Blu-ray Review: Ultra Q (1965)/Ultraman (1966)

November 7, 2019

Written by DanXIII

Daniel XIII; the result of an arcane ritual involving a King Diamond album, a box of Count Chocula, and a copy of Swank magazine, is a screenwriter, director, producer, actor, artist, and reviewer of fright flicks…Who hates ya baby?

As a kid, I was absolutely obsessed with Japanese creature features (still am, actually!) but there was only so much of that material available in my small mountain hometown. Occasionally my friends and I would trek to the nearest “big” city where there was a store that had all manner of import toys and magazines, and here is where my mania became even more intense as I wanted so badly to see some of the Far East flicks and shows mentioned in those petulant pages… and nowhere seemed to be kaiju ground zero more than the Ultra shows produced by Tsuburaya Productions, headed by man-in-suit wizard Eiji Tsuburaya!

Anyway fast forward to like last week sometime, and those sexy devils at Mill Creek Entertainment have sent yours cruelly Blu-ray sets of the first two series set in the Ultra universe; 1965’s Ultra Q and 1966’s Ultraman! Let’s get balls deep in the Q to kick things off, shall we?

Now most of you are probably savvy enough to the whole Ultra biz to expect at least some sort of silver and red giant hero to make the scene and hand monster’s their asses on the regular… and for the most part you’d be right… but in the debut series, only the monsters are present.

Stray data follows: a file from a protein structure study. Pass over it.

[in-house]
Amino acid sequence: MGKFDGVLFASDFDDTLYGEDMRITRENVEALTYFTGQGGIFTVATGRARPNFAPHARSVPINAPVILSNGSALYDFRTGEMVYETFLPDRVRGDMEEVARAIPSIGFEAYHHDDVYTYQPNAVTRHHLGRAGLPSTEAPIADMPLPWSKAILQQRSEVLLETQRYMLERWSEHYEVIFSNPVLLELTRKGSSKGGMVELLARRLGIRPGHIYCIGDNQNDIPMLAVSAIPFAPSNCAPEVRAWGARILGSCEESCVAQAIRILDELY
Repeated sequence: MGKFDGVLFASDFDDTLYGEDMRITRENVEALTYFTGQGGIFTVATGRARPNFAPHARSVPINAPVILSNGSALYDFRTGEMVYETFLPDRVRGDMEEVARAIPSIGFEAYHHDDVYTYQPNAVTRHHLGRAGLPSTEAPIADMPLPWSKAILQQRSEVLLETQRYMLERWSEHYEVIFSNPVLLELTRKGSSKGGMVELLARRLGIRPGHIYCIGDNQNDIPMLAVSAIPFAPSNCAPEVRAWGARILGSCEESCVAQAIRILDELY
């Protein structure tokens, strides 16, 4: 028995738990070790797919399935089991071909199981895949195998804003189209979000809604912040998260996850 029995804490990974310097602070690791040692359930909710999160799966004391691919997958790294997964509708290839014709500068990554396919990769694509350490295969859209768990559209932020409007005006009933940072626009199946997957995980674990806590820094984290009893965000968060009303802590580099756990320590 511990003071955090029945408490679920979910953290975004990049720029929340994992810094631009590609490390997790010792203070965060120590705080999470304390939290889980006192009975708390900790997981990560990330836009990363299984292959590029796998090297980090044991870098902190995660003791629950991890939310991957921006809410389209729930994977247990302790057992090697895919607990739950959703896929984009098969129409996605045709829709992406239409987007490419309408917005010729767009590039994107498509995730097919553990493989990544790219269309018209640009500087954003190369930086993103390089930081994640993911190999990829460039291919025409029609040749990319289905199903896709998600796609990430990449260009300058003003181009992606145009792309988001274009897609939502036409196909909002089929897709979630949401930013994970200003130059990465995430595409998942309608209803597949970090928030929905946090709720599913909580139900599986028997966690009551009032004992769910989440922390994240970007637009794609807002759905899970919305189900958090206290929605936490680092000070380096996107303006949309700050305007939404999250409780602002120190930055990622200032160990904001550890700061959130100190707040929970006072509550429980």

Ultra Q follows the adventures of a crackjack team consisting of; photojournalist Yuriko Edogawa (Hiroko Sakurai), pilot/SF writer Jun Manjome (Kenji Sahara) and his co-pilot Ippei Togawa (Yasuhiko Saijo), who manage to thwart the machinations of various monsters and aliens hellbent on causing chaos upon mankind utilizing their intellect rather than full-on confrontation.

Full of chiaroscuro black and white visuals, and a somber tone, Ultra Q plays out a bit like a proto-X-Files/ Twilight Zone jam rather than the superhero monster-beat downs that would follow; and the science over brawn approach, mixed with some socially conscious elements make this a unique series within the Ultra legacy!

The next series, Ultraman, changes the paradigm, but offers us what we are familiar with from the series…

Remaining are the erstwhile team of heroes standing up to horrors beyond human imagining giving mankind static (the Science Special Search Party)… but when things get too dicey, they can call on Ultraman; an alien cosmic enforcer given limited time to act on our big blue marble after becoming bonded to SSSP member Hayata (Susumu Kurobe) following an accident in the skies.

The long and short of each episode goes like this (with little deviation); a monster shows up, SSSP tries to stop it but fails, Ultraman then arrives and beats monster ass. It isn’t fuckin’ Shakespeare, nor does it need to be… we flock to stuff like this for the kaiju, not the intricate narrative, and in that department the series shines thanks to the killer designs of Tohl Narita!

While formulaic, Ultraman never becomes dull; it’s too wild and colorful for that, and watching these episodes it’s easy to see just why this character and his exploits captured the hearts and minds of Japanese youth… and continues to entertain in one form or another to this very day!

As for extras on these releases, things are ultra slim, with only a booklet of liner notes present for each set.

If you love kaiju, superheroes, and great sci-fi action, these sets are can’t miss releases; they look great, the price is right, and they contain countless hours of monstrous entertainment!




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